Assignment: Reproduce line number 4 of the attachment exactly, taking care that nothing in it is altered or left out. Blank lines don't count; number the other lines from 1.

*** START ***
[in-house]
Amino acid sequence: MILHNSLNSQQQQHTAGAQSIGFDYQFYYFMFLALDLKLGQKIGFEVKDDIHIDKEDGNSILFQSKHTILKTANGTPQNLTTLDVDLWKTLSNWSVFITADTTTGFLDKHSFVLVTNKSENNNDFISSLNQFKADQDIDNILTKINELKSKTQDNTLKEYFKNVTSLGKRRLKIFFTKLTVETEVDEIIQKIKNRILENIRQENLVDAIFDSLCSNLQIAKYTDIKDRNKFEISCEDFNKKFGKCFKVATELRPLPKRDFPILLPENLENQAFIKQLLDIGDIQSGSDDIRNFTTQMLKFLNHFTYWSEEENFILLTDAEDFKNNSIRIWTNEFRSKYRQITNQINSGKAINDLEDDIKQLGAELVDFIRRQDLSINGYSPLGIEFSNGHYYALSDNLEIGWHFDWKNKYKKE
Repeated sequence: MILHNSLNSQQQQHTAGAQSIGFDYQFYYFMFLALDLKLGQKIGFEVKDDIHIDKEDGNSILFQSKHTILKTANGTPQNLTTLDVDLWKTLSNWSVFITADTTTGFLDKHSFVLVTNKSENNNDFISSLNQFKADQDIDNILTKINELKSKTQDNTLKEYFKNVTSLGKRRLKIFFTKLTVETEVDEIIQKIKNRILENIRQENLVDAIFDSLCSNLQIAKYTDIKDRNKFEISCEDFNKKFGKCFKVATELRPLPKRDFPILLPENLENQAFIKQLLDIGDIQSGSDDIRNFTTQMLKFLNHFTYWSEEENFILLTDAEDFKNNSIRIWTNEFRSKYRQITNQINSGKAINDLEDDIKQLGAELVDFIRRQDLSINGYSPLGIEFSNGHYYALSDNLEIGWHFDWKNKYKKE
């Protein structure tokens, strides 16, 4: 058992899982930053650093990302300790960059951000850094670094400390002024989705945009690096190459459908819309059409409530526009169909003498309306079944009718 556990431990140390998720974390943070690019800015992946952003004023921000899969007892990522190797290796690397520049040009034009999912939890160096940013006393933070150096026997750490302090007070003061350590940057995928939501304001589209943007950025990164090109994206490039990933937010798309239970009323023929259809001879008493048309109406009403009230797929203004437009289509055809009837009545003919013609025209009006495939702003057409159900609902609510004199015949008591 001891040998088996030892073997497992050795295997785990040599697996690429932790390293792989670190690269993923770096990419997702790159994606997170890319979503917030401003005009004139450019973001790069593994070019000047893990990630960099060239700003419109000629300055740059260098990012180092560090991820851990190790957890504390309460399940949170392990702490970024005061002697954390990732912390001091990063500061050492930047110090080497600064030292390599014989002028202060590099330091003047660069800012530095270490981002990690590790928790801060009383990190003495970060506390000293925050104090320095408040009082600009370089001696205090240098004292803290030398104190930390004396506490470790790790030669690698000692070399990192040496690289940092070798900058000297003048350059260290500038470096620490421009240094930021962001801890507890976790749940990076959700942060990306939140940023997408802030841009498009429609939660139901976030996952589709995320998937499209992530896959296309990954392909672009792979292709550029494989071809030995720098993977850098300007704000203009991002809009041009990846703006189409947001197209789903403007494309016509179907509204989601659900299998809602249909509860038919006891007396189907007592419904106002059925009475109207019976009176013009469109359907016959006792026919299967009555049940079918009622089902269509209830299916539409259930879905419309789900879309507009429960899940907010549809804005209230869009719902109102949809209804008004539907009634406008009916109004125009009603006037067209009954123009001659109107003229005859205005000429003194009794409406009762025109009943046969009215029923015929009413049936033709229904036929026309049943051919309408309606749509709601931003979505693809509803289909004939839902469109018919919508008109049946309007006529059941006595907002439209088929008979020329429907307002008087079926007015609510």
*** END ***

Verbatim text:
């Protein structure tokens, strides 16, 4: 058992899982930053650093990302300790960059951000850094670094400390002024989705945009690096190459459908819309059409409530526009169909003498309306079944009718 556990431990140390998720974390943070690019800015992946952003004023921000899969007892990522190797290796690397520049040009034009999912939890160096940013006393933070150096026997750490302090007070003061350590940057995928939501304001589209943007950025990164090109994206490039990933937010798309239970009323023929259809001879008493048309109406009403009230797929203004437009289509055809009837009545003919013609025209009006495939702003057409159900609902609510004199015949008591 001891040998088996030892073997497992050795295997785990040599697996690429932790390293792989670190690269993923770096990419997702790159994606997170890319979503917030401003005009004139450019973001790069593994070019000047893990990630960099060239700003419109000629300055740059260098990012180092560090991820851990190790957890504390309460399940949170392990702490970024005061002697954390990732912390001091990063500061050492930047110090080497600064030292390599014989002028202060590099330091003047660069800012530095270490981002990690590790928790801060009383990190003495970060506390000293925050104090320095408040009082600009370089001696205090240098004292803290030398104190930390004396506490470790790790030669690698000692070399990192040496690289940092070798900058000297003048350059260290500038470096620490421009240094930021962001801890507890976790749940990076959700942060990306939140940023997408802030841009498009429609939660139901976030996952589709995320998937499209992530896959296309990954392909672009792979292709550029494989071809030995720098993977850098300007704000203009991002809009041009990846703006189409947001197209789903403007494309016509179907509204989601659900299998809602249909509860038919006891007396189907007592419904106002059925009475109207019976009176013009469109359907016959006792026919299967009555049940079918009622089902269509209830299916539409259930879905419309789900879309507009429960899940907010549809804005209230869009719902109102949809209804008004539907009634406008009916109004125009009603006037067209009954123009001659109107003229005859205005000429003194009794409406009762025109009943046969009215029923015929009413049936033709229904036929026309049943051919309408309606749509709601931003979505693809509803289909004939839902469109018919919508008109049946309007006529059941006595907002439209088929008979020329429907307002008087079926007015609510």